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6 Things To Learn Before Graduating

Just before I graduated, it occurred to me I was not prepared for my job search. It was a terrible feeling. Not only was I unsure about what I wanted to do, but I didn't really know how to find a full-time job. Looking around, I wasn't alone. Many of my classmates were in the same situation. Not knowing what to do next, I started writing - and I didn’t stop. I spoke with friends, classmates, recruiters, professors, professionals, and anyone who would listen about my job search. Many had advice, a few had good leads, and almost everyone had a story to share.


Things To Learn Before Graduating

So, what can you do before graduating that will help you land a great entry-level job?

1. Get Involved

One of the best ways you can set yourself apart from all of the other new graduates is to be involved in extra-curricular activities. It can be something as simple as a recreational sports league, or something more complex and time consuming like student government. If you are really ambitious, try to get involved in a diverse range of activities and clubs. This will show your range and depth to any recruiter you come across.

2. Network

At this point, your network will likely consist of family, friends, professors, and potentially some summer job contacts. However, it is never too early to start networking. Colleges and Universities are great places to meet all sorts of people. Most important of all, you will graduate and become part of an extensive alumni network which you should take advantage of at every opportunity. Never stop networking. It's the best way to advance your career.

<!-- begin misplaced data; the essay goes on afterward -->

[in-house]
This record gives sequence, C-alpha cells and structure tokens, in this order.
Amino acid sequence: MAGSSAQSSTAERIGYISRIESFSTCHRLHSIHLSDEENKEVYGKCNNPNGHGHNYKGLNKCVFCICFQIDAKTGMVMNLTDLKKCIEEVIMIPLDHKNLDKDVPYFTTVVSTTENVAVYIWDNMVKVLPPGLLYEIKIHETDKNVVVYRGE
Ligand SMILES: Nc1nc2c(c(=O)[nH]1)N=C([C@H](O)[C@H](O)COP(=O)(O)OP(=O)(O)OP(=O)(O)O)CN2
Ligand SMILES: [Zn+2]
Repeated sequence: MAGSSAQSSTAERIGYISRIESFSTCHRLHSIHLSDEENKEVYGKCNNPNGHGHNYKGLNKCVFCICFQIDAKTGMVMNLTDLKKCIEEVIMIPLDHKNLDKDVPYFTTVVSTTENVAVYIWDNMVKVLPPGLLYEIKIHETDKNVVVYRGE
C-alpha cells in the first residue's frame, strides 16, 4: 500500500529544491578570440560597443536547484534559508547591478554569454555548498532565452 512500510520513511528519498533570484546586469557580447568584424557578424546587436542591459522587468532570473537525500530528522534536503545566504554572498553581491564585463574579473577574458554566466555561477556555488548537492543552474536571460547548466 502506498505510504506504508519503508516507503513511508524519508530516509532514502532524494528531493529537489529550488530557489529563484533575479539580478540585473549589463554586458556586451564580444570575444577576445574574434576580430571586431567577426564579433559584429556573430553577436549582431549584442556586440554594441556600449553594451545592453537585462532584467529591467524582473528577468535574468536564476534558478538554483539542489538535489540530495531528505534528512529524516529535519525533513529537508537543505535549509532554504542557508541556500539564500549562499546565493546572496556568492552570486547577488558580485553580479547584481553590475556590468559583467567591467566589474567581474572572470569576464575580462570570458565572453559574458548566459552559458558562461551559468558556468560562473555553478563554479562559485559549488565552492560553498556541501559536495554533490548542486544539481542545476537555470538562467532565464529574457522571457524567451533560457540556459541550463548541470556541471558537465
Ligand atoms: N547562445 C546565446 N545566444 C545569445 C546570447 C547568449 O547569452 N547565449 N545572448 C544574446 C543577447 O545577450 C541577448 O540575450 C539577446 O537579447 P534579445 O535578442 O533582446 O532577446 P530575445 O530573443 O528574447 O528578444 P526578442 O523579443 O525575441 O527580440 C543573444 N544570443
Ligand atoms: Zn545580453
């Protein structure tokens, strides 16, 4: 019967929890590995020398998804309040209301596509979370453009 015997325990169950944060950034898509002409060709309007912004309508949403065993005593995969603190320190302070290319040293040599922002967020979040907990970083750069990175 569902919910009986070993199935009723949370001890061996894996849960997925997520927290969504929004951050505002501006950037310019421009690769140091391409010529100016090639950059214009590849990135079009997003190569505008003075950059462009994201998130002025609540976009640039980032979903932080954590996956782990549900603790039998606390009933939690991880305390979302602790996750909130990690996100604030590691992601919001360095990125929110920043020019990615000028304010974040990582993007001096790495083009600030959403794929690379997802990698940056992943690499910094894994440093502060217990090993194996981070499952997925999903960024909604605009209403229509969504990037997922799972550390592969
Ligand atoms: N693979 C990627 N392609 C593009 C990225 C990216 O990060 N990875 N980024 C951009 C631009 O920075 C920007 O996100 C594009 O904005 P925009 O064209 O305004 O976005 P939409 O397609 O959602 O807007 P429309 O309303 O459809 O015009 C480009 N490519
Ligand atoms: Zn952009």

3. Visit Your Career Center

The staff at your Career Center will be a great source of information in your job search. They will have contacts with companies that conduct on-campus recruiting and may even hold "meet-and-greets" with recruiters. In addition, they will likely run workshops and provide written materials for helping you on your way.

4. Work/Volunteer

When you graduate, you will be applying for jobs and competing against hundreds of other new graduates with the same level of experience as you. If you want to be able to compete on a level above just school and marks, try to build your resume. Summer jobs, part-time jobs and volunteer work are a great way to gain experience before graduation. Not only that, but it shows a recruiter that you are both motivated and can handle the increased pressures of both work and academic life.

5. Clean Up Your Online Image

There have been many stories in the media over the last few months about Facebook profiles landing their owners in hot water. It this digital age, anything that you post online (or is posted about you) can potentially be seen by recruiters. While you are still in school, search through Google and your social networking sites to ensure any potentially embarrassing pictures or information are not found by an HR manager.

6. Have Fun

Don't forget, you are only in college for a few years. A "Work Hard, Play Hard" philosophy is the best way to ensure you don't regret anything in the future. Finding your first job is never easy, but with enough patience and persistence, one can be found. Enjoy this article? You've got time for another! Check out these related articles:   Photo Credit: Shutterstock
Have you joined our career growth club?

It's beginning to look a like Christmas! Well, not quite yet. But if you're looking to make some extra cash during the holiday season, now is the time to begin searching as seasonal jobs are starting to be posted.

According to the website Snagajob, 27% of companies that hire employees for the holiday season begin their recruitment efforts in August. In addition, Snagajob reports that there is money to be made during the holiday season as seasonal workers earned an average of $15.40 an hour in 2018. With that in mind, here are some options to consider if you're looking for a seasonal job for the holiday season.

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